Last week I wrote a list of 10 challenges to building a customer obsessed organization. It was hard getting the list to only 10 items so I added 2 “bonus” items. However, being the kind of person who doesn’t like to complain without offering up ways to improve things, I decided to write this week’s post offering up, at least, one tip for overcoming each of those challenges. These aren’t silver bullets nor is this the only way to improve things but if you’re facing some of these challenges (and I know you are) these tips will help you get started making the right changes. Let’s dive in.
De-couple delivery from performance management criteria
Last week I said that your teams will optimize for what gets them paid, promoted and celebrated. Since most companies value delivery above all else, teams will optimize to deliver code regardless of its value to the customer. This is a tough one to solve as it requires C-level directive and support. Job descriptions have to be re-written and career progressions need to be rethought. This is a lot of work that affects everyone at the organization. However, if you we can start to get companies valuing meaningful, positive changes in customer behavior over “shipping stuff” we can turn the corner towards a customer obsessed organization.
Make learning the path of least resistance
If learning and discovery activities are deprioritized enough they cease to be discussed. If we want to build learning into our ways of working so we can understand our customers better, the learning work itself needs to be the path of least resistance. Need budget for customer interviews? No problem. Want to speak to a specific customer? Here’s the best person to introduce you. Need to learn how to best design a solution? Let’s subscribe to an a/b testing platform. Again, this is a leadership tip. If you’re not a leader, one thing you can start doing is at the beginning of each sprint planning session ask, “What did we learn last sprint and what are we going to do with that information in this sprint?”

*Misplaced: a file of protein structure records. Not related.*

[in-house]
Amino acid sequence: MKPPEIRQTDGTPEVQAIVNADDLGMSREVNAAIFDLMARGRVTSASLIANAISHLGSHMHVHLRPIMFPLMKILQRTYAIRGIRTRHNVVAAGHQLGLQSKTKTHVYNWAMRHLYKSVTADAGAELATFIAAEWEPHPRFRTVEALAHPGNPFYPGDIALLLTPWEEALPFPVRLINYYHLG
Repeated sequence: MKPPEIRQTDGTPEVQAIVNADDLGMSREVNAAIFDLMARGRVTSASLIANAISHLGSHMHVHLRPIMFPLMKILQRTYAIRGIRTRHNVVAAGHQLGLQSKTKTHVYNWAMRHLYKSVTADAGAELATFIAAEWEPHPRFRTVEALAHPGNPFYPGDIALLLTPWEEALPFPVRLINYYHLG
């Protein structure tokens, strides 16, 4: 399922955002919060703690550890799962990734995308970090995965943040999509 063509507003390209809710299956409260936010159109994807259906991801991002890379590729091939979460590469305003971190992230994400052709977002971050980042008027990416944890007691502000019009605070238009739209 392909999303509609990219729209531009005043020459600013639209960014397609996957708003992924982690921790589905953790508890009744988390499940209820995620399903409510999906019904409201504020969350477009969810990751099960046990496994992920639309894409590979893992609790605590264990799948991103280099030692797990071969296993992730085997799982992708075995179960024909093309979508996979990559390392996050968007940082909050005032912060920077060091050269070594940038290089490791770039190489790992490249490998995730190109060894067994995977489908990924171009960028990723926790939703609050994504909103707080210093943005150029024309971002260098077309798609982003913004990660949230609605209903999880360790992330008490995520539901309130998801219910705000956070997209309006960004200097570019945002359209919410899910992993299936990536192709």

Redefine what a “team” is
Particularly with medium sized and enterprise organizations the definition of “team” ends up siloed in various ways. It might be front end vs back end teams. Or it may be product and design on one side with engineering on another. In all these cases the shared understanding needed to align towards customer needs is lost. Consider redefining what a team is in your organization. What’s the smallest vertical slice of folks you could put together to make a self-sufficient team? One way to prove out this model is to run an experiment. Put together one, just one, cross-functional, self-sufficient team. Let that team work for a quarter and see how they do, what they learn and how they perform. Use those learnings to expand to a 2nd, 3rd and 10th team.
Diversify the purpose of in-house research teams
A few weeks ago I discussed the question, “Who owns product discovery?” In there I linked to a great talk from Jen Cardello who runs research at Fidelity. She shared many tips on how to broaden the impact a research team has on an organization. The most salient point for using your research team more effectively was to define research at various “flight levels” allowing the research team to take on some of the harder research work while training the product teams to take on the more tactical discovery work.
Admit when you’ve been wrong – at every level of the organization
Humility drives learning. Learning drives deeper customer empathy which, in turn, drives more successful products and customers. Most folks misunderstand humility as a lack of conviction or direction. Instead, it’s most basic manifestation is the simple act of admitting you were wrong. If you find yourself in a situation where you learn you were wrong about something at work, admit it. Explain to your colleagues or staff why you thought you were right, what you’ve learned about it and what you think you should do next. The basic act of modeling this behavior builds a culture that’s not afraid to try new things and change course.
Give teams some room to run, reflect and repeat